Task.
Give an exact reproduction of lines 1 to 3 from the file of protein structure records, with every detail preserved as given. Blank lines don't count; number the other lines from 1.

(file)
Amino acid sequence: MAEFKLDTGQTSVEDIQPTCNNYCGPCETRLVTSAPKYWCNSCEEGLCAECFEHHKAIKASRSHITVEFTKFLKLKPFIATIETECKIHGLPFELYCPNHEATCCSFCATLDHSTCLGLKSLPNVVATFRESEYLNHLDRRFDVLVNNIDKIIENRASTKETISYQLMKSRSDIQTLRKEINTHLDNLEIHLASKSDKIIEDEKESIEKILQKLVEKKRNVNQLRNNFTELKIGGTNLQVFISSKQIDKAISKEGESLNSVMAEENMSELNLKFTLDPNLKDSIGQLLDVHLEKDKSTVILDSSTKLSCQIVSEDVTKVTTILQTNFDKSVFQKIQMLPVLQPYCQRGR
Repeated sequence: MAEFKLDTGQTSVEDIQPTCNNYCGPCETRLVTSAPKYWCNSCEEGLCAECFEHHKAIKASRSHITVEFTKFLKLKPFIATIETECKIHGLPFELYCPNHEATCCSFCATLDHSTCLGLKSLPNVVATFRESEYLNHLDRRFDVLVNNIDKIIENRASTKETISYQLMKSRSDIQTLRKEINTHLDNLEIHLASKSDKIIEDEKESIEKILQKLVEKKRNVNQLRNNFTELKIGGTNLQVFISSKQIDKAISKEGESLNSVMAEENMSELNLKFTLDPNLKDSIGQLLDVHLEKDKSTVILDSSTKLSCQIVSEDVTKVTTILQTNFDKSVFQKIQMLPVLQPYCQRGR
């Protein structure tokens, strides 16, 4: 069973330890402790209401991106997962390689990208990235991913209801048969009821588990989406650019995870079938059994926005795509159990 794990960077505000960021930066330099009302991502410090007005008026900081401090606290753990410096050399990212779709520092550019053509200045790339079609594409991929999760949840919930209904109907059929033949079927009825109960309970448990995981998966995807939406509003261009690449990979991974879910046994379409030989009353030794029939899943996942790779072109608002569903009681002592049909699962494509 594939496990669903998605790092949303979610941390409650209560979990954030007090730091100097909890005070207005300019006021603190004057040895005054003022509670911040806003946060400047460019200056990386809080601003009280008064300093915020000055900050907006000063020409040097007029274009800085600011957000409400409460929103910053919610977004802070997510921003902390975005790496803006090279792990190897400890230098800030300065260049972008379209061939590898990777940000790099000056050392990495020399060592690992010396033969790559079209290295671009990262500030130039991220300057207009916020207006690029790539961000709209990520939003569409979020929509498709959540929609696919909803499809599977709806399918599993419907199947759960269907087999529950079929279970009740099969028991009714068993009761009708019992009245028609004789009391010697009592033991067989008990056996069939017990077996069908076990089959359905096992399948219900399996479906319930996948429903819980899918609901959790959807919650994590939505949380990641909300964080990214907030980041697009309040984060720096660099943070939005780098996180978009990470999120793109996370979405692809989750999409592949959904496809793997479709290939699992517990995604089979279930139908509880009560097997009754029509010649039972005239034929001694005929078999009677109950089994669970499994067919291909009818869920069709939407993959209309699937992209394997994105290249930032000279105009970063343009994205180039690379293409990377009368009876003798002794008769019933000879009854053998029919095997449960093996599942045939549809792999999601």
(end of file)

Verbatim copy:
Amino acid sequence: MAEFKLDTGQTSVEDIQPTCNNYCGPCETRLVTSAPKYWCNSCEEGLCAECFEHHKAIKASRSHITVEFTKFLKLKPFIATIETECKIHGLPFELYCPNHEATCCSFCATLDHSTCLGLKSLPNVVATFRESEYLNHLDRRFDVLVNNIDKIIENRASTKETISYQLMKSRSDIQTLRKEINTHLDNLEIHLASKSDKIIEDEKESIEKILQKLVEKKRNVNQLRNNFTELKIGGTNLQVFISSKQIDKAISKEGESLNSVMAEENMSELNLKFTLDPNLKDSIGQLLDVHLEKDKSTVILDSSTKLSCQIVSEDVTKVTTILQTNFDKSVFQKIQMLPVLQPYCQRGR
Repeated sequence: MAEFKLDTGQTSVEDIQPTCNNYCGPCETRLVTSAPKYWCNSCEEGLCAECFEHHKAIKASRSHITVEFTKFLKLKPFIATIETECKIHGLPFELYCPNHEATCCSFCATLDHSTCLGLKSLPNVVATFRESEYLNHLDRRFDVLVNNIDKIIENRASTKETISYQLMKSRSDIQTLRKEINTHLDNLEIHLASKSDKIIEDEKESIEKILQKLVEKKRNVNQLRNNFTELKIGGTNLQVFISSKQIDKAISKEGESLNSVMAEENMSELNLKFTLDPNLKDSIGQLLDVHLEKDKSTVILDSSTKLSCQIVSEDVTKVTTILQTNFDKSVFQKIQMLPVLQPYCQRGR
């Protein structure tokens, strides 16, 4: 069973330890402790209401991106997962390689990208990235991913209801048969009821588990989406650019995870079938059994926005795509159990 794990960077505000960021930066330099009302991502410090007005008026900081401090606290753990410096050399990212779709520092550019053509200045790339079609594409991929999760949840919930209904109907059929033949079927009825109960309970448990995981998966995807939406509003261009690449990979991974879910046994379409030989009353030794029939899943996942790779072109608002569903009681002592049909699962494509 594939496990669903998605790092949303979610941390409650209560979990954030007090730091100097909890005070207005300019006021603190004057040895005054003022509670911040806003946060400047460019200056990386809080601003009280008064300093915020000055900050907006000063020409040097007029274009800085600011957000409400409460929103910053919610977004802070997510921003902390975005790496803006090279792990190897400890230098800030300065260049972008379209061939590898990777940000790099000056050392990495020399060592690992010396033969790559079209290295671009990262500030130039991220300057207009916020207006690029790539961000709209990520939003569409979020929509498709959540929609696919909803499809599977709806399918599993419907199947759960269907087999529950079929279970009740099969028991009714068993009761009708019992009245028609004789009391010697009592033991067989008990056996069939017990077996069908076990089959359905096992399948219900399996479906319930996948429903819980899918609901959790959807919650994590939505949380990641909300964080990214907030980041697009309040984060720096660099943070939005780098996180978009990470999120793109996370979405692809989750999409592949959904496809793997479709290939699992517990995604089979279930139908509880009560097997009754029509010649039972005239034929001694005929078999009677109950089994669970499994067919291909009818869920069709939407993959209309699937992209394997994105290249930032000279105009970063343009994205180039690379293409990377009368009876003798002794008769019933000879009854053998029919095997449960093996599942045939549809792999999601």